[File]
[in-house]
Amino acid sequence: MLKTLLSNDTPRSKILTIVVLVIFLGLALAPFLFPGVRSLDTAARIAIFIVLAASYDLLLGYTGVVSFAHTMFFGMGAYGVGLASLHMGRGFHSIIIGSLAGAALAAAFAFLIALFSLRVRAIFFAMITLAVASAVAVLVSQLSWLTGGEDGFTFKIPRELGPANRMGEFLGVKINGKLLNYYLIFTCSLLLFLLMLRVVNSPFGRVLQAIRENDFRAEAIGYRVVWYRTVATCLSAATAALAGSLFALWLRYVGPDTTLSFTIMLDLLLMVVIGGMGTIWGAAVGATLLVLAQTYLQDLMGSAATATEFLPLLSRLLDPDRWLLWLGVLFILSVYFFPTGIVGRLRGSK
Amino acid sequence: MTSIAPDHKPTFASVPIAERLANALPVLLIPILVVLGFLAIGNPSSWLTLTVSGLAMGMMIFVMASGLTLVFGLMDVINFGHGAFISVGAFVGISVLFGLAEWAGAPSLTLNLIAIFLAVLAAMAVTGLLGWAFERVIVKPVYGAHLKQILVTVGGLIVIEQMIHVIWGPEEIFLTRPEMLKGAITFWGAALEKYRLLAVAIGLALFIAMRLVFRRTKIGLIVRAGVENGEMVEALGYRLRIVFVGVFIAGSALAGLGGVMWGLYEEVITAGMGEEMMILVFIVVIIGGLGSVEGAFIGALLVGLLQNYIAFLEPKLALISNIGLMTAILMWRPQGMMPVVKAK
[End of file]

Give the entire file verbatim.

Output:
[in-house]
Amino acid sequence: MLKTLLSNDTPRSKILTIVVLVIFLGLALAPFLFPGVRSLDTAARIAIFIVLAASYDLLLGYTGVVSFAHTMFFGMGAYGVGLASLHMGRGFHSIIIGSLAGAALAAAFAFLIALFSLRVRAIFFAMITLAVASAVAVLVSQLSWLTGGEDGFTFKIPRELGPANRMGEFLGVKINGKLLNYYLIFTCSLLLFLLMLRVVNSPFGRVLQAIRENDFRAEAIGYRVVWYRTVATCLSAATAALAGSLFALWLRYVGPDTTLSFTIMLDLLLMVVIGGMGTIWGAAVGATLLVLAQTYLQDLMGSAATATEFLPLLSRLLDPDRWLLWLGVLFILSVYFFPTGIVGRLRGSK
Amino acid sequence: MTSIAPDHKPTFASVPIAERLANALPVLLIPILVVLGFLAIGNPSSWLTLTVSGLAMGMMIFVMASGLTLVFGLMDVINFGHGAFISVGAFVGISVLFGLAEWAGAPSLTLNLIAIFLAVLAAMAVTGLLGWAFERVIVKPVYGAHLKQILVTVGGLIVIEQMIHVIWGPEEIFLTRPEMLKGAITFWGAALEKYRLLAVAIGLALFIAMRLVFRRTKIGLIVRAGVENGEMVEALGYRLRIVFVGVFIAGSALAGLGGVMWGLYEEVITAGMGEEMMILVFIVVIIGGLGSVEGAFIGALLVGLLQNYIAFLEPKLALISNIGLMTAILMWRPQGMMPVVKAK